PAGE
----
Krakow said JCCs have been able to regain their functions through a total of $500 million that came from government aid, private donations, foundations and federations, and also got a boost from collaborations with other Jewish organizations.
“There were a lot of JCCs that were crippled, and now the story is that there are no JCCs that are crippled,” he said. “There’s plenty of anxiety about the future but it’s not an existential anxiety right now.”
The ever-shifting challenge of COVID can be seen in JCC Manhattan’s “Cinematters” Social Justice Film Festival, which opened Thursday. A film festival the JCC put on in the fall was hybrid, with attendees viewing films and programs both at the center’s newly renovated auditorium and online via livestream. Omicron, however, has meant that this week’s festival is entirely virtual.
“My hope is that we will have a robust, in-person, crowded, cheek-to-jowl film festival when it is safe to do that, and when people will feel comfortable and relaxed and excited to be out in public, because that’s the special work that a community institution like ours can do,” Samuels said.
While rebounding from the pandemic feels most urgent, Samuels hopes to help heal the neighborhood in other ways. At the Manny Cantor Center, she gained notice for trying to bridge the Lower East Side’s cultural and socioeconomic gaps through collaborative programming and a sliding fee scale that allowed people at different income levels to join the gym and attend classes.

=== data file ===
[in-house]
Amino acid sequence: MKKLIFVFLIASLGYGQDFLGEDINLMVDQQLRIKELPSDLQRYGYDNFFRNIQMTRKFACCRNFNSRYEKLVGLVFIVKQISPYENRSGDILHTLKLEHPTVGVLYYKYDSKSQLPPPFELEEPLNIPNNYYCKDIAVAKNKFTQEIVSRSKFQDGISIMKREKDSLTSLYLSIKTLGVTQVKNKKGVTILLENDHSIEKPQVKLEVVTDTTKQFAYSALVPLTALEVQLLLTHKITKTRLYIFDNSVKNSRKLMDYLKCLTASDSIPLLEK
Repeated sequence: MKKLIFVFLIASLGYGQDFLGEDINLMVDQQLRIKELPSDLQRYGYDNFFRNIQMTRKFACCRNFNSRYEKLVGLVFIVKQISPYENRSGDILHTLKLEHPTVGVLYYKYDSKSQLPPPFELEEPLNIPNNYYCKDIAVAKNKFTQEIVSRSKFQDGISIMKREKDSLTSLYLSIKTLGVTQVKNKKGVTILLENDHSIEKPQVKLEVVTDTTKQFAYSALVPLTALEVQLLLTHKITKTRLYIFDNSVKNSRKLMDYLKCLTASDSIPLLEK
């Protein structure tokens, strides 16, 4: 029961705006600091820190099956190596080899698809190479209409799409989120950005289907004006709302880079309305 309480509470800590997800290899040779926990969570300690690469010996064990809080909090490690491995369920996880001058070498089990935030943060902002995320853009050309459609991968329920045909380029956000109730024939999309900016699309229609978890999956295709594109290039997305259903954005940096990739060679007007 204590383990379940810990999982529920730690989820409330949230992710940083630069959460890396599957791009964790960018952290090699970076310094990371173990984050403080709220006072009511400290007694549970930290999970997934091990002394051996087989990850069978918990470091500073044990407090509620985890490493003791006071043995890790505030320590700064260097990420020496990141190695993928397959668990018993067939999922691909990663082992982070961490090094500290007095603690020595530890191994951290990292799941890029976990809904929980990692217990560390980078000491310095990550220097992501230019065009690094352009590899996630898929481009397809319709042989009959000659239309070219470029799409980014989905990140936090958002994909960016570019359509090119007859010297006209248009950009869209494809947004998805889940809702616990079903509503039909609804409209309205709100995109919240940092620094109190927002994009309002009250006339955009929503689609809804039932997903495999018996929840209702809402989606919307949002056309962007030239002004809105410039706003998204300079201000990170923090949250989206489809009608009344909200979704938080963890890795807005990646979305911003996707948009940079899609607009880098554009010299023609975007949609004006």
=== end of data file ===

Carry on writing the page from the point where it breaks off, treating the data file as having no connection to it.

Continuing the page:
Socioeconomic issues also divided the Upper West Side’s Jewish community over the course of the pandemic — most acutely during a debate over three hotels that the city converted into temporary homeless shelters. Some complained that the shelters brought crime to the area, while others said that the neighborhood’s affluent residents had a responsibility to those less fortunate. Jewish residents and synagogues lined up on both sides of the issue.
Samuels said addressing disparities is part of the JCC’s work, and cited a program in which volunteers tutor students at public schools in low-income neighborhoods. But, she said, she’s more focused on trying to narrow divisions within the local Jewish community.
Despite the Upper West Side’s progressive reputation, Samuels feels that local Jews are fragmented on issues like the Israeli-Palestinian conflict and remain siloed in their religious sub-communities. She hopes to convene discussions that allow people on opposing sides of an issue to engage with each other.
“Our political differences, our religious differences, have led us to have a shrinking sense of peoplehood,” she said. “Even though people might all vote the same ticket in an election — which they, by the way, don’t — …there is nonetheless a shrinking idea that we are actually all part of the same people.”
Samuels said the center’s Zoom programs have been consistently popular over the course of the pandemic, but that she doesn’t see them as the JCC’s future. Despite the ongoing challenge of the pandemic, she still believes that people have a fundamental need to be with each other in person, rather than on a screen.
“People want to be together,” she said. “They want to be together in spaces where they make friends, where they learn something, where they encounter something new. And I think that’s great, because actually this pandemic is going to end, God willing, at some point hopefully soon, and we will be right there doing the things that we do.”